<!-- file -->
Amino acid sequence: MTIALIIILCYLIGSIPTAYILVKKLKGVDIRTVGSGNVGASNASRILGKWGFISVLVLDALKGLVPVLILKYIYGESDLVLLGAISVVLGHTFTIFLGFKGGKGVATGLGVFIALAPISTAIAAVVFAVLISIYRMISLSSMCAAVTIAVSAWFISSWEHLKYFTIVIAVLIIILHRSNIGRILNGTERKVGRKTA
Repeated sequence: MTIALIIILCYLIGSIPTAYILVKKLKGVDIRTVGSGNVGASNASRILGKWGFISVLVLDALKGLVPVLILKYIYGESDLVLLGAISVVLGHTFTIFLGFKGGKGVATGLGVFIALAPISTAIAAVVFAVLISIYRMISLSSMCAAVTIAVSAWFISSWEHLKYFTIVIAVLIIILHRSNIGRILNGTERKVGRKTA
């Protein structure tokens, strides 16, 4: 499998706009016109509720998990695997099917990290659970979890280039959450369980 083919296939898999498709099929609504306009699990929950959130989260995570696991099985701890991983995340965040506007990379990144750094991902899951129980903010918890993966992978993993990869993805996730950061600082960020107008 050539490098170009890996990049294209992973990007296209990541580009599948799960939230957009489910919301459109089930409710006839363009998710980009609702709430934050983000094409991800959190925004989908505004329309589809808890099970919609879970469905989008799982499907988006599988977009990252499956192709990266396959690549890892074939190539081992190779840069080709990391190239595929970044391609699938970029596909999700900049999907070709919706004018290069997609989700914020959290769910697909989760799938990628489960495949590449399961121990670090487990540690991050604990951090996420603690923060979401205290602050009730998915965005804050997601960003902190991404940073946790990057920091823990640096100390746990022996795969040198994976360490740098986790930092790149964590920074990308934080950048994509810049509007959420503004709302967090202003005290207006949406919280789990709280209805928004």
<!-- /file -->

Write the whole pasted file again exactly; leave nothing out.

Amino acid sequence: MTIALIIILCYLIGSIPTAYILVKKLKGVDIRTVGSGNVGASNASRILGKWGFISVLVLDALKGLVPVLILKYIYGESDLVLLGAISVVLGHTFTIFLGFKGGKGVATGLGVFIALAPISTAIAAVVFAVLISIYRMISLSSMCAAVTIAVSAWFISSWEHLKYFTIVIAVLIIILHRSNIGRILNGTERKVGRKTA
Repeated sequence: MTIALIIILCYLIGSIPTAYILVKKLKGVDIRTVGSGNVGASNASRILGKWGFISVLVLDALKGLVPVLILKYIYGESDLVLLGAISVVLGHTFTIFLGFKGGKGVATGLGVFIALAPISTAIAAVVFAVLISIYRMISLSSMCAAVTIAVSAWFISSWEHLKYFTIVIAVLIIILHRSNIGRILNGTERKVGRKTA
């Protein structure tokens, strides 16, 4: 499998706009016109509720998990695997099917990290659970979890280039959450369980 083919296939898999498709099929609504306009699990929950959130989260995570696991099985701890991983995340965040506007990379990144750094991902899951129980903010918890993966992978993993990869993805996730950061600082960020107008 050539490098170009890996990049294209992973990007296209990541580009599948799960939230957009489910919301459109089930409710006839363009998710980009609702709430934050983000094409991800959190925004989908505004329309589809808890099970919609879970469905989008799982499907988006599988977009990252499956192709990266396959690549890892074939190539081992190779840069080709990391190239595929970044391609699938970029596909999700900049999907070709919706004018290069997609989700914020959290769910697909989760799938990628489960495949590449399961121990670090487990540690991050604990951090996420603690923060979401205290602050009730998915965005804050997601960003902190991404940073946790990057920091823990640096100390746990022996795969040198994976360490740098986790930092790149964590920074990308934080950048994509810049509007959420503004709302967090202003005290207006949406919280789990709280209805928004």